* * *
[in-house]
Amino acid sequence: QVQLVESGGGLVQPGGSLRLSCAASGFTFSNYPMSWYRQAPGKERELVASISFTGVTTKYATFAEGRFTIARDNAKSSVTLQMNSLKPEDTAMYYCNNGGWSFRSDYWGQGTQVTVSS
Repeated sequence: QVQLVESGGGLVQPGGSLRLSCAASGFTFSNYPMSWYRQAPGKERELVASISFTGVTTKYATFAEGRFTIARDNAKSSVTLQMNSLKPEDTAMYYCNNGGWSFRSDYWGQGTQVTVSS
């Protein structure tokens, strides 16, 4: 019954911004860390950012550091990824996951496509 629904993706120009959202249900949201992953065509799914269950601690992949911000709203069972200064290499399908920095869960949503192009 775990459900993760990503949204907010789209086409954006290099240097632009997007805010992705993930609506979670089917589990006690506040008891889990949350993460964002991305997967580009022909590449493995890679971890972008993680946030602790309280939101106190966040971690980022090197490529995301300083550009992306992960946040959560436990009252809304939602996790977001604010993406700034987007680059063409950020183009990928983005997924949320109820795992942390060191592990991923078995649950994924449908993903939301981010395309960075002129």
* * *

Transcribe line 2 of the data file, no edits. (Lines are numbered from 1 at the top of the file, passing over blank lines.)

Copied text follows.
Amino acid sequence: QVQLVESGGGLVQPGGSLRLSCAASGFTFSNYPMSWYRQAPGKERELVASISFTGVTTKYATFAEGRFTIARDNAKSSVTLQMNSLKPEDTAMYYCNNGGWSFRSDYWGQGTQVTVSS